WHO says its European region is epicenter of monkeypox, with 218 confirmed cases

WHO European regional chief says potential for transmission of monkeypox during summer is high.

WHO says its European region is epicenter of monkeypox, with 218 confirmed cases

The World Health Organization said Tuesday that its European Region is the epicenter of the largest, most geographically widespread monkeypox outbreak reported outside endemic areas in western and central Africa.

The WHO European Region called for accelerated regional, country, and community-led action to stop the spread of the disease.

Hans Kluge, WHO regional director for Europe, said: “The potential for further transmission in Europe and elsewhere over the summer is high. Monkeypox has already spread against the backdrop of several mass gatherings in the region.”

He said the WHO aims to contain this outbreak by stopping human-to-human transmission to the maximum extent possible.

As of May 26, 257 laboratory-confirmed cases and around 120 suspected cases had been reported to WHO worldwide, but no deaths have been reported.

Of those cases, 218 had been confirmed in the European region, with 106 in the UK the highest number. Canada has 26 confirmed cases of monkeypox and the US ten cases.

The WHO European region said, “there is a need to demystify monkeypox,” which is not a well-known disease in Europe, countering misinformation manifested across social media and other platforms.

Accelerate action

It said there is a need to accelerate regional, country, and community-led action to stop the disease’s spread and ensure that no one is stigmatized, or it will damage the collective response to the disease.

Kluge said: “Based on the case reports to date, this outbreak is currently being transmitted through social networks connected largely through sexual activity, primarily involving men who have sex with men.

“Many – but not all cases – report fleeting and/or multiple sexual partners, sometimes associated with large events or parties.”

Kluge said it should be remembered from previous outbreaks that it was found that monkeypox is caused by a virus that can infect anyone and is not intrinsically associated with any specific group of people.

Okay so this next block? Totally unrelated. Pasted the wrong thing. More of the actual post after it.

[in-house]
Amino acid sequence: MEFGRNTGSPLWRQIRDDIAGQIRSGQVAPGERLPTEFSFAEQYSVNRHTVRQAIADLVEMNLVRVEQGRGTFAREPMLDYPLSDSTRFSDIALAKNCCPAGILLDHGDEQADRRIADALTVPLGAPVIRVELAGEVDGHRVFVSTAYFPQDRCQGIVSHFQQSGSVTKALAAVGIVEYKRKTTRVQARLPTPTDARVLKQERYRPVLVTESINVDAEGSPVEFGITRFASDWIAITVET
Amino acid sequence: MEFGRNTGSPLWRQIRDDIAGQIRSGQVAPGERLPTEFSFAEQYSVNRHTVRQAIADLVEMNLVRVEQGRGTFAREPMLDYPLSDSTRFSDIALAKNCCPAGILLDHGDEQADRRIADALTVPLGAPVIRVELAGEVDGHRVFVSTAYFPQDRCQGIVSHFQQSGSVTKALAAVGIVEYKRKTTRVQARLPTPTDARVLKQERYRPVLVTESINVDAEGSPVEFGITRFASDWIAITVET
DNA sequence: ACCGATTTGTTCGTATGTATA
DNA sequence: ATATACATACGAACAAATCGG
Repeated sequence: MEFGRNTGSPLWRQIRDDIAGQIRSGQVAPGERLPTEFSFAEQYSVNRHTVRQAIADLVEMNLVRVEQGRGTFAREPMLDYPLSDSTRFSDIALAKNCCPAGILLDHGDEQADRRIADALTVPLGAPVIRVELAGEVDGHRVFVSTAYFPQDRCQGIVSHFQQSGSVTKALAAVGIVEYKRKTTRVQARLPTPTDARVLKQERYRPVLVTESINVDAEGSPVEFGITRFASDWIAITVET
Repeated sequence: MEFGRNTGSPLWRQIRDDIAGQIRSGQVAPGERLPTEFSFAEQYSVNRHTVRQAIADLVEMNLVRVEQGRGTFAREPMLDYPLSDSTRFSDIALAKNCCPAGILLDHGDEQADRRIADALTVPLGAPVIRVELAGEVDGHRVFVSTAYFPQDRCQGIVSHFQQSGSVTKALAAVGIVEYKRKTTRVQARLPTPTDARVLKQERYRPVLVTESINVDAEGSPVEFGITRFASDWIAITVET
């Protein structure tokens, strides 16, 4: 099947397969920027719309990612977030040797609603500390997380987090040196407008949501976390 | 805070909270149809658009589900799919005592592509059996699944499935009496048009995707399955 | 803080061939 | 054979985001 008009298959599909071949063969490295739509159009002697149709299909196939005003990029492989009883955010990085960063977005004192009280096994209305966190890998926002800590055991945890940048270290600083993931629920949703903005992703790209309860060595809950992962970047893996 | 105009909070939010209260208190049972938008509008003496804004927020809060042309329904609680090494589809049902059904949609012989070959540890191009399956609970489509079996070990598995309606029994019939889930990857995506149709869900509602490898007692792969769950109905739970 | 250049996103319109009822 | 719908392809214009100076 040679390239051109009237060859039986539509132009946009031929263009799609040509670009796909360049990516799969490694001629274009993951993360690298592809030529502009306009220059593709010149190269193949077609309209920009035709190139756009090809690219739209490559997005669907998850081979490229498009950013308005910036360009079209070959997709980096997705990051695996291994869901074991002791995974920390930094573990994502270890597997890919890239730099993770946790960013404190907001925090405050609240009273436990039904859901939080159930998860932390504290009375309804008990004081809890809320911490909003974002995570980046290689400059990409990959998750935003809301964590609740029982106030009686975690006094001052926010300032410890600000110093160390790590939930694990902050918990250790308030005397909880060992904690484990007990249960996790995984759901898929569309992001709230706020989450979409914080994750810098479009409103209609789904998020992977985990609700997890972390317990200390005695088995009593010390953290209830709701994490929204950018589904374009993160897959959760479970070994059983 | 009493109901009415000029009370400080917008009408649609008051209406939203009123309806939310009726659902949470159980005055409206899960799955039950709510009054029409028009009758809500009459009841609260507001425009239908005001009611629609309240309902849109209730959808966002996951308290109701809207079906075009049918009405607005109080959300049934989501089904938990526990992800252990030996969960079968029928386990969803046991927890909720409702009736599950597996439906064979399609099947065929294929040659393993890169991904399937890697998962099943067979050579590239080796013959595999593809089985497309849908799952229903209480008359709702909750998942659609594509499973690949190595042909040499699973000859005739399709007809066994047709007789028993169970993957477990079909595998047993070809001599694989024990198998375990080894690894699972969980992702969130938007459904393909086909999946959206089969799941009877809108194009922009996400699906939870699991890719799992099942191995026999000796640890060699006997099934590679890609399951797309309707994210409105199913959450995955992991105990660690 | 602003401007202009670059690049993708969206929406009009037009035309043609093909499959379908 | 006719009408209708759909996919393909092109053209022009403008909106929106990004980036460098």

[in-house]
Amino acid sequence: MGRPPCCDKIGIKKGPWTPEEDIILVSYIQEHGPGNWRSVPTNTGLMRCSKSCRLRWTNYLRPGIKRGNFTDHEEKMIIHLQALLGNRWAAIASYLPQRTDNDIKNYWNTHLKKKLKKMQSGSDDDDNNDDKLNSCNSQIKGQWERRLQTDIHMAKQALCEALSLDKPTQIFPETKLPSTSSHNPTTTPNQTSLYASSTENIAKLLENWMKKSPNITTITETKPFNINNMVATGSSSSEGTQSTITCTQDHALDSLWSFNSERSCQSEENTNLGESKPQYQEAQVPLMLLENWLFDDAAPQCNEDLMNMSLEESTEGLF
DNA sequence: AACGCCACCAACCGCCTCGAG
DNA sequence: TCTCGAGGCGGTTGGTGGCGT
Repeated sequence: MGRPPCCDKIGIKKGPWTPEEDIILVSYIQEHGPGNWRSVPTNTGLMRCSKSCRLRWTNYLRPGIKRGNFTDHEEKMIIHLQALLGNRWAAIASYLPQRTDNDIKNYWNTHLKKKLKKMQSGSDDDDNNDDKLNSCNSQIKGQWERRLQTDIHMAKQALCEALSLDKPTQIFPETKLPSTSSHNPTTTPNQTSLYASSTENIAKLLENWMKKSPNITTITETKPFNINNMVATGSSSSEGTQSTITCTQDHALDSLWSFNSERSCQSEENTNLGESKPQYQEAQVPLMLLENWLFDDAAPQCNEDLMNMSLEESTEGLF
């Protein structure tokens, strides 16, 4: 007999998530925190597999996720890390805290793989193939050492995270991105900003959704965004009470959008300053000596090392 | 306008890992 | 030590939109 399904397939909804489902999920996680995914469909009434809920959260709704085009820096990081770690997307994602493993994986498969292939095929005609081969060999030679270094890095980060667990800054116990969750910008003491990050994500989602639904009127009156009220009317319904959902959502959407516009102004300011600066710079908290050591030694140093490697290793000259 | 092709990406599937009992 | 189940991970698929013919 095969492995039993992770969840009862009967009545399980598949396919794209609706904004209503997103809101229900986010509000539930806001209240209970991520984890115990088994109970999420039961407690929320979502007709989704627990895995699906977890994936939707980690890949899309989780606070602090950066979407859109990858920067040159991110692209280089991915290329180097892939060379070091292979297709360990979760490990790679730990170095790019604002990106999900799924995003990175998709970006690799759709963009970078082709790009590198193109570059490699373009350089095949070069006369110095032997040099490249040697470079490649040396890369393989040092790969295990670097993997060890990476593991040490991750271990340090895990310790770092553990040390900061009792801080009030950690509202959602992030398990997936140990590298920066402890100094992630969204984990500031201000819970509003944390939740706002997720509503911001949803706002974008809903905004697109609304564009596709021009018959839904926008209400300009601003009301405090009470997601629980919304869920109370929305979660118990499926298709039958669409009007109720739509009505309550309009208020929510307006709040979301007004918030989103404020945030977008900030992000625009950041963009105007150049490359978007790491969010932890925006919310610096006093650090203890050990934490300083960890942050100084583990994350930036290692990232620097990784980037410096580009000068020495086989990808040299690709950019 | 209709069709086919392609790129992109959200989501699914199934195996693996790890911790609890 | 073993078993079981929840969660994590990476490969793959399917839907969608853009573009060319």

The WHO regional chief said that rapid, amplified transmission has occurred in the recent lifting of pandemic restrictions on international travel and events.

“Over the coming months, many of the dozens of festivals and large parties planned to provide further contexts where amplification may occur,” said Kluge.

“But they also provide powerful opportunities to engage with young, sexually active and globally mobile persons to raise awareness and strengthen individual and community protection.”

Monkeypox has not been at the forefront of research and development in infectious diseases.

According to the WHO, tools to manage it – including readily available diagnostics, vaccines, and therapeutics – are not likely to be immediately or widely accessible to countries.

“While one vaccine (MVA-BN) and one specific treatment (tecovirimat) were approved for monkeypox in 2019 and 2022, respectively, these countermeasures are not yet widely available,” said Kluge.

The WHO official said the goal is to contain this outbreak by stopping human-to-human transmission to the maximum extent possible.

“We will interrupt transmission if we act now,” said Kluge.

Hüseyin Demir

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